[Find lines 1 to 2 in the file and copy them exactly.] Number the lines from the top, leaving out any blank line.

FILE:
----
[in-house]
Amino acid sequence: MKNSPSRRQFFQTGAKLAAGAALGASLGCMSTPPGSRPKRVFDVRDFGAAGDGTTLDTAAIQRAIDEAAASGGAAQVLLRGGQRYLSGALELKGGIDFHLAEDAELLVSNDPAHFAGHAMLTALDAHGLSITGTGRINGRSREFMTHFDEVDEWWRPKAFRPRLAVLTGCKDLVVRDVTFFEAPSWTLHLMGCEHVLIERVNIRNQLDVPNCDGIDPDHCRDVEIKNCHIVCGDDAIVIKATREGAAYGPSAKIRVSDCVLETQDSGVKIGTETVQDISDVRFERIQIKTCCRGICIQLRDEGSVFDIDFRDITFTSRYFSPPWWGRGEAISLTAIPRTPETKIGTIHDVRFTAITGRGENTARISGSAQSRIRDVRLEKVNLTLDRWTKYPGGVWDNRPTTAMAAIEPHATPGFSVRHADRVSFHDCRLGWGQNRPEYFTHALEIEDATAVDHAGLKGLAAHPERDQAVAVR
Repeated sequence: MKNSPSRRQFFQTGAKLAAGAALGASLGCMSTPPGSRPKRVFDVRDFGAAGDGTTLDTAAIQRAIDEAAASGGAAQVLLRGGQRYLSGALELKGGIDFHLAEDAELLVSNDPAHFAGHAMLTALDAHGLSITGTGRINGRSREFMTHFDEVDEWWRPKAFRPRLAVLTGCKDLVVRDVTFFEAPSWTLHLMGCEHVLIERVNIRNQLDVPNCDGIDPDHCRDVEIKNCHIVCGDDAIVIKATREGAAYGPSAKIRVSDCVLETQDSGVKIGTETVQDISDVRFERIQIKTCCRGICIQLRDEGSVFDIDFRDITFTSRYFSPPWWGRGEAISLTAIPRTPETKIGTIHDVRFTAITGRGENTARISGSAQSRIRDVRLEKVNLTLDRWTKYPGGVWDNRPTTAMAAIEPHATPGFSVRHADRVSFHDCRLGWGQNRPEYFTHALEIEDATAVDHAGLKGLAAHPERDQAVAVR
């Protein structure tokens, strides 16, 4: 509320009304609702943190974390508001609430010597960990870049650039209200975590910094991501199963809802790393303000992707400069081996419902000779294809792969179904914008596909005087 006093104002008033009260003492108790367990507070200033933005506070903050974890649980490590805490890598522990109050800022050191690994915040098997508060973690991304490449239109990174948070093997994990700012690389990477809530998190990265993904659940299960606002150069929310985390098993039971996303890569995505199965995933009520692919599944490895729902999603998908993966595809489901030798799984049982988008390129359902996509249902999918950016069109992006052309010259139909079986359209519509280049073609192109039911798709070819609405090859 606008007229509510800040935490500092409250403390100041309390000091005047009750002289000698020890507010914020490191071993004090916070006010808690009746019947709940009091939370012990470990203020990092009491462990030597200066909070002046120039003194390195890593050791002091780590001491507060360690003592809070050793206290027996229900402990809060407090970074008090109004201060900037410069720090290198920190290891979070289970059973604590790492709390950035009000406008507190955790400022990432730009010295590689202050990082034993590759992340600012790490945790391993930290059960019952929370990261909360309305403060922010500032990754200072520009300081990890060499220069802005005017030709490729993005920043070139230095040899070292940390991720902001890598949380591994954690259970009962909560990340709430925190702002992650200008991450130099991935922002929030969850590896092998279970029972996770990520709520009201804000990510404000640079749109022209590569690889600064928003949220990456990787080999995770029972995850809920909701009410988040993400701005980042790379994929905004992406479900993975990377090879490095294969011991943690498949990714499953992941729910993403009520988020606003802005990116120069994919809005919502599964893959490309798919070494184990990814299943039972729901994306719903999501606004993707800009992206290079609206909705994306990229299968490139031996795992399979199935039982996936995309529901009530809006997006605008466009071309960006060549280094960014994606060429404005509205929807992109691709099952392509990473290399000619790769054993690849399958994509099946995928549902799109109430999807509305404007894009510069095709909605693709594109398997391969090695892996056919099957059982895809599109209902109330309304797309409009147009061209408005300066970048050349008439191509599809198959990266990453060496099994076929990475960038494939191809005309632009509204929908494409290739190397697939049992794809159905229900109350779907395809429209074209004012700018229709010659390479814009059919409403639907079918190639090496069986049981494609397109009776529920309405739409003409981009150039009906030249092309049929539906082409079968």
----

[in-house]
Amino acid sequence: MKNSPSRRQFFQTGAKLAAGAALGASLGCMSTPPGSRPKRVFDVRDFGAAGDGTTLDTAAIQRAIDEAAASGGAAQVLLRGGQRYLSGALELKGGIDFHLAEDAELLVSNDPAHFAGHAMLTALDAHGLSITGTGRINGRSREFMTHFDEVDEWWRPKAFRPRLAVLTGCKDLVVRDVTFFEAPSWTLHLMGCEHVLIERVNIRNQLDVPNCDGIDPDHCRDVEIKNCHIVCGDDAIVIKATREGAAYGPSAKIRVSDCVLETQDSGVKIGTETVQDISDVRFERIQIKTCCRGICIQLRDEGSVFDIDFRDITFTSRYFSPPWWGRGEAISLTAIPRTPETKIGTIHDVRFTAITGRGENTARISGSAQSRIRDVRLEKVNLTLDRWTKYPGGVWDNRPTTAMAAIEPHATPGFSVRHADRVSFHDCRLGWGQNRPEYFTHALEIEDATAVDHAGLKGLAAHPERDQAVAVR